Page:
Wednesday, September 02, 2009


So who's to blame for the Red Sox 8-5 loss to Tampa Bay Wednesday night? Only Josh Beckett, Jason Varitek, Jacoby Ellsbury, Terry Francona, Alex Gonzalez, Ramon Ramirez, David Ortiz, and Manny Delcarmen. That's about it.

Let's slice up the blame pie...

Beckett was perhaps the primary culprit. He allowed 5 runs (4 earned) in 6 innings. He settled down after the first 2 innings, but still couldn't go very deep into the game, and would have been in-line for the Loss, had the Sox not rallied in the 8th. Beckett hasn't registered a Quality Start since August 12th.

Jason Varitek can't hit. I don't care how good of a game-caller he is, his offensive ineptitude kills this lineup. Especially when you have a guy like Alex Gonzalez hitting 9th, then Varitek 8th, that makes the bottom of the order very easy for opposing pitchers to navigate. Too easy. He's hitting .169 since the All-Star Break, and he hit .135 in August. Dreadful.

Jacoby Ellsbury had multiple RBI opportunities, but failed to cash-in on any of them. He was 0 for 4, and 0 for 2 with runners in scoring position.

Francona bungled the end of this game, although not in a clear-cut way. With the bases loaded and 1 out, he probably should have used Mike Lowell to pinch hit for Alex Gonzalez. But Gonzalez has been hot, and swinging the bat well. Francona also had Ramirez start the bottom of the 8th after 30+ minutes sitting on the bench. Neither decision worked out well, although both were understandable.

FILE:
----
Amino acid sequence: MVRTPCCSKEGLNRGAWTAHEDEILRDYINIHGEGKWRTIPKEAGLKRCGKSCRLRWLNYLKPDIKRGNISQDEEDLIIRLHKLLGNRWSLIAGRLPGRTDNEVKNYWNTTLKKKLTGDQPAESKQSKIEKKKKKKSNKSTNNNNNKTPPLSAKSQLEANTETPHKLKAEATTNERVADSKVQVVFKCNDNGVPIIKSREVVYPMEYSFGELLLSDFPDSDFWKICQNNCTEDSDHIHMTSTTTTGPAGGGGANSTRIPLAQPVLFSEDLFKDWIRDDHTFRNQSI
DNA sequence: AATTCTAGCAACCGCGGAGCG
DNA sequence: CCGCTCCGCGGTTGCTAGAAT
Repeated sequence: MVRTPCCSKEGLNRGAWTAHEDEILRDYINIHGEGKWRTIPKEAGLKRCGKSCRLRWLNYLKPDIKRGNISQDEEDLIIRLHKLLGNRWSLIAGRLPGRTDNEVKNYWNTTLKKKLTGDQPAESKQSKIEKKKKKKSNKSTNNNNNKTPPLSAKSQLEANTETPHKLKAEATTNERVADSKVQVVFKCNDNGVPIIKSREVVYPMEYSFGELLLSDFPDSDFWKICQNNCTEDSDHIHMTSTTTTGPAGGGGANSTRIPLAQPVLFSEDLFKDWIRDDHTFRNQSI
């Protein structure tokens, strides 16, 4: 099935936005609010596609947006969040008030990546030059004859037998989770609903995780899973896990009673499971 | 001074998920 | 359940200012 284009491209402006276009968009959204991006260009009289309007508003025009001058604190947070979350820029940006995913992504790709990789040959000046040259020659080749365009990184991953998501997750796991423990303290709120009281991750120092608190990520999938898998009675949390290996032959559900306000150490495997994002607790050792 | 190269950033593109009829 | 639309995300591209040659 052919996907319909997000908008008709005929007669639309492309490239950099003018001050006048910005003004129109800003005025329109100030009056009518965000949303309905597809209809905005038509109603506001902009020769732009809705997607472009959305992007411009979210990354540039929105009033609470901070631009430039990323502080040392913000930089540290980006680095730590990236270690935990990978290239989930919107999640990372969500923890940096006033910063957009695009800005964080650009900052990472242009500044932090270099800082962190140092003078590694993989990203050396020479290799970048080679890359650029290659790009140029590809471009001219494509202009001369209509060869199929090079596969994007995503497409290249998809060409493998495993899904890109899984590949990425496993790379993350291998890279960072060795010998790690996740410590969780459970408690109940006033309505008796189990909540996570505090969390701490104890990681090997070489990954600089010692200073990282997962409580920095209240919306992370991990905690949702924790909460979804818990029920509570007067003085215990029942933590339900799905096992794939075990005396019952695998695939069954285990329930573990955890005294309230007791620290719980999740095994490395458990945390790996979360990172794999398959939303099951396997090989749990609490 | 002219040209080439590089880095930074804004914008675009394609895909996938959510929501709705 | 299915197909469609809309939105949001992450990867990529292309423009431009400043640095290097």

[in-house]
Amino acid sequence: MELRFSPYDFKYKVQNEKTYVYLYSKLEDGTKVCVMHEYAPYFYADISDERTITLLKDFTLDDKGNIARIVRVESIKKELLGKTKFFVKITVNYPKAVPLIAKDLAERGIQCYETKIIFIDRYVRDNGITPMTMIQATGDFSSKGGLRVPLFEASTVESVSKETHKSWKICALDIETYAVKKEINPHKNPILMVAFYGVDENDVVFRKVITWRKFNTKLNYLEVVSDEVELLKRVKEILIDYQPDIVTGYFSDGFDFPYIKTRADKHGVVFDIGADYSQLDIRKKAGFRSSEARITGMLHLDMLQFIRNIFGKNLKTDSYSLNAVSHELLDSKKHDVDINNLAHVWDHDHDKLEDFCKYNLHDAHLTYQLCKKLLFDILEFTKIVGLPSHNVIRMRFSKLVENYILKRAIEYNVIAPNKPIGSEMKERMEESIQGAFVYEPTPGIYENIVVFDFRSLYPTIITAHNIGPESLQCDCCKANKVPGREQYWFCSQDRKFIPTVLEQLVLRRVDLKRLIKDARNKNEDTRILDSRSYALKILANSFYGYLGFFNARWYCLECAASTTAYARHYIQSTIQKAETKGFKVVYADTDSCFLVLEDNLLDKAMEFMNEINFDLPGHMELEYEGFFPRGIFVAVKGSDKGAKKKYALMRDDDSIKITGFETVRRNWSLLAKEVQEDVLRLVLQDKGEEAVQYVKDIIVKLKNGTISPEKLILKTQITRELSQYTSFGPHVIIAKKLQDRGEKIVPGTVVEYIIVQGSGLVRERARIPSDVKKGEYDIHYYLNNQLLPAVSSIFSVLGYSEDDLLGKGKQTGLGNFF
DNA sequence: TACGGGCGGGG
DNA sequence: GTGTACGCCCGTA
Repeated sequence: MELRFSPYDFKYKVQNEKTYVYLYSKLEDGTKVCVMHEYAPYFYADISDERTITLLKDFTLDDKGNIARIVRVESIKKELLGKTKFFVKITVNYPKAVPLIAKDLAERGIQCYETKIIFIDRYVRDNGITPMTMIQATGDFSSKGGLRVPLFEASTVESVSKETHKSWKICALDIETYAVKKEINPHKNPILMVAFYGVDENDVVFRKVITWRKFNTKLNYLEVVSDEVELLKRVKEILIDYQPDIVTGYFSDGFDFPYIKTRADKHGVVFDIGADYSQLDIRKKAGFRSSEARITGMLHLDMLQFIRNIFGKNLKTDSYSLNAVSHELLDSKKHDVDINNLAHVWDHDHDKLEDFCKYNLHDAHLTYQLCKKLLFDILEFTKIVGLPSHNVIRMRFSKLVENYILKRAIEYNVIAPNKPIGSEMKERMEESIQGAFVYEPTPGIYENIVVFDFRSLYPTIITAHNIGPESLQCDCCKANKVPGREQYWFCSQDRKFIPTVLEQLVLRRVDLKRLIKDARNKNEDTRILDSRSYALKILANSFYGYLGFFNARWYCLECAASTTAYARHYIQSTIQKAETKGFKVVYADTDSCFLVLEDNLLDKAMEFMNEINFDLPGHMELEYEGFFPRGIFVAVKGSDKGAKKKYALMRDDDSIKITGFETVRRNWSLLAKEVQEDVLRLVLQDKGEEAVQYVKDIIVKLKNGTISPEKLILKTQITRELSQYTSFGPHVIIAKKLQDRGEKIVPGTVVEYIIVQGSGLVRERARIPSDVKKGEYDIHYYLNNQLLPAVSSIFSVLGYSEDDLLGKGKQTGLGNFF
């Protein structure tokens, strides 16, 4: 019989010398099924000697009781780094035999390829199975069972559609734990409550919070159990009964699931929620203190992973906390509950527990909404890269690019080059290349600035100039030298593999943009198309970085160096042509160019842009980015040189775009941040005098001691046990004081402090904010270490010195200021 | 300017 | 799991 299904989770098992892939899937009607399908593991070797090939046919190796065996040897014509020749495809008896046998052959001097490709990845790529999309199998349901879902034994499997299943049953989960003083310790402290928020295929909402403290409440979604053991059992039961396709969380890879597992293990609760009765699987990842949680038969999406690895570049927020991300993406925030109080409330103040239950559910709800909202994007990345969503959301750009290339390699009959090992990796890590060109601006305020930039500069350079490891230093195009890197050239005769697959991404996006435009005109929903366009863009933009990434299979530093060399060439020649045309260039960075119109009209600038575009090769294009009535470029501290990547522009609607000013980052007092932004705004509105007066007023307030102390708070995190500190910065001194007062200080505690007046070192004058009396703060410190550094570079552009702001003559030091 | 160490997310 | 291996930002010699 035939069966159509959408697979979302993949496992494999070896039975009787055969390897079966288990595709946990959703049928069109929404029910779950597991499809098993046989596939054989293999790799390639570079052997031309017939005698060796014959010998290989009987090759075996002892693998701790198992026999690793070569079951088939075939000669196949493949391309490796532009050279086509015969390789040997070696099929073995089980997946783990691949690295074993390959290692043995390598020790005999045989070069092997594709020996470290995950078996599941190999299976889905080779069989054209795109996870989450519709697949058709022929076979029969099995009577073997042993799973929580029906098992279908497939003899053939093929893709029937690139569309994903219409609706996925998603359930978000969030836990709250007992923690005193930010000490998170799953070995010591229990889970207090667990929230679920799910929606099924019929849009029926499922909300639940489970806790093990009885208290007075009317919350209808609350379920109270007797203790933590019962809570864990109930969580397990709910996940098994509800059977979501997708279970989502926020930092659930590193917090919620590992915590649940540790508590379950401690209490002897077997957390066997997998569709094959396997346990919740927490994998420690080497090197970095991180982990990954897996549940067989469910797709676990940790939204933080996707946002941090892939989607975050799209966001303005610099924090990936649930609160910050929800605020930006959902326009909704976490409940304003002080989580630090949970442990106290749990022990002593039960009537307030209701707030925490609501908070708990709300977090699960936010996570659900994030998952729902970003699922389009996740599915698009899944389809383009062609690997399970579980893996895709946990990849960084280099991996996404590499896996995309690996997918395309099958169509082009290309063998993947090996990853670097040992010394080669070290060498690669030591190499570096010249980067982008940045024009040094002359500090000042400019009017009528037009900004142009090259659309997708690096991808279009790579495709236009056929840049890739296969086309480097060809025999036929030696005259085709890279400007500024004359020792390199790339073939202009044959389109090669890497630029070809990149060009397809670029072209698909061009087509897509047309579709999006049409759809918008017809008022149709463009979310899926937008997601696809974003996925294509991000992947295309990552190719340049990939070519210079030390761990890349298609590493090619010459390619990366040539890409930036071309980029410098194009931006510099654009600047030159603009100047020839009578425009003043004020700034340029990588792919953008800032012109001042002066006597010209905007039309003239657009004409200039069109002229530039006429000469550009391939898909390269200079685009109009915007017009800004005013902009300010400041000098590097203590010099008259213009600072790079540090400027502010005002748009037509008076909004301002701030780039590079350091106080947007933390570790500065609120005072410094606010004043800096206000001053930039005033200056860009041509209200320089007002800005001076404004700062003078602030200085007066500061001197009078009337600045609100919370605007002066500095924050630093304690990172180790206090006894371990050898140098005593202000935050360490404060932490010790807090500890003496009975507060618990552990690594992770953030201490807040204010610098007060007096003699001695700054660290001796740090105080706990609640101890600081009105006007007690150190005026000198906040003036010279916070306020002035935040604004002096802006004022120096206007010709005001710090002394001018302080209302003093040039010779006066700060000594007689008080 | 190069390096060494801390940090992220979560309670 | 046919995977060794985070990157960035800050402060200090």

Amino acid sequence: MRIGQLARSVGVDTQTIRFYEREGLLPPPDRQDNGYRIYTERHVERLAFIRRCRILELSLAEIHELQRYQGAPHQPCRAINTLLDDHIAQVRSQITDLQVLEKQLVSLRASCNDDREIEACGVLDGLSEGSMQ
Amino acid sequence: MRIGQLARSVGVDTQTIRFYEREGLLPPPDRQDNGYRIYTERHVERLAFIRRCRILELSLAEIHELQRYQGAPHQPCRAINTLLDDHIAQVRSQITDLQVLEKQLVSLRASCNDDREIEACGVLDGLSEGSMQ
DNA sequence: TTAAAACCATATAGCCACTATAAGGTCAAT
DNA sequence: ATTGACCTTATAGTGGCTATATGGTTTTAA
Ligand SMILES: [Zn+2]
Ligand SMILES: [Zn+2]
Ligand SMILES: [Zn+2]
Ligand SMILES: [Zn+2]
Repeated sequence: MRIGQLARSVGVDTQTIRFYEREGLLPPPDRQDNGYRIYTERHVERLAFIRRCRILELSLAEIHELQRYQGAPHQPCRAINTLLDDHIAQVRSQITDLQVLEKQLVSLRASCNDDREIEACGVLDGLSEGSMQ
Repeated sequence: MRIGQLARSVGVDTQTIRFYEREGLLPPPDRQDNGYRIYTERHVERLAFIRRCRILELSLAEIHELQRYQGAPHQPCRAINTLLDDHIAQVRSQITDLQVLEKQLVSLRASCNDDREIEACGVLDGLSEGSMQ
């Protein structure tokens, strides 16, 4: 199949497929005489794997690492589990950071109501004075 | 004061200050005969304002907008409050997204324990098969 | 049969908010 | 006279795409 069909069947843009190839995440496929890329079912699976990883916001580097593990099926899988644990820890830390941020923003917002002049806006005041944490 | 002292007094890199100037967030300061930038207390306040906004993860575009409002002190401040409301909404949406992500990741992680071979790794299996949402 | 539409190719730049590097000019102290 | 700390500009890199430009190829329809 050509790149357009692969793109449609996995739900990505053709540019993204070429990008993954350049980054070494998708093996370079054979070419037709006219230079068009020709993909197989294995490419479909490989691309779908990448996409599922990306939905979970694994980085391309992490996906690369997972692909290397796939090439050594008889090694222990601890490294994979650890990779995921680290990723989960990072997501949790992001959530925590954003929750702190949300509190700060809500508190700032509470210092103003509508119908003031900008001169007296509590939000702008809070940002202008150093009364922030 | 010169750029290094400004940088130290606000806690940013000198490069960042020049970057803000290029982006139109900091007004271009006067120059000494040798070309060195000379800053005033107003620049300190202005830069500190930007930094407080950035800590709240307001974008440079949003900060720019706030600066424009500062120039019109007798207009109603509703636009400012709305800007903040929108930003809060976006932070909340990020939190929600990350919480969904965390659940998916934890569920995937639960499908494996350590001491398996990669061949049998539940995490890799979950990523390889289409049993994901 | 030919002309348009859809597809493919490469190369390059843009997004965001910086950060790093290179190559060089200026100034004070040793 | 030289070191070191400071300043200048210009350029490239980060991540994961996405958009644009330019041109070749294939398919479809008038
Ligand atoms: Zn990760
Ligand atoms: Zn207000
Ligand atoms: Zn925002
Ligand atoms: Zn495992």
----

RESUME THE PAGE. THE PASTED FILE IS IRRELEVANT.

The afore mentioned Alex Gonzalez was 0 for 2 with runners in scoring position, including that bases loaded strikeout.

Ramon Ramirez was lights-out in the 7th, then lit-up in the 8th. In only 4 pitches, he'd allowed a double, and a single, giving the Rays' a 6-5 lead.

David Ortiz did have an RBI groundout and a walk, but he failed to get a hit with runners in scoring position, despite having 3 chances to do so.

Manny Delcarmen came in to replace Ramirez. But the quick-step hit parade continued. Declarmen only needed 2 pitches to allow a 2 run homer and a double. In only 5 pitches, Ramirez and Delcarmen turned a 5-5 game into an 8-5 Tampa Bay win.

The Sox lost ground everywhere, as the Yankees and Rangers both won. The AL East race is all but over, as the Sox are 7.5 back. They have a 2.5 game Wild Card cushion over Texas, with Tampa Bay still alive and 5 games behind.

Clay Buchholz faces David Price in the rubber game Thursday night.


Photo Credit:
AP Photo/Chris O'Meara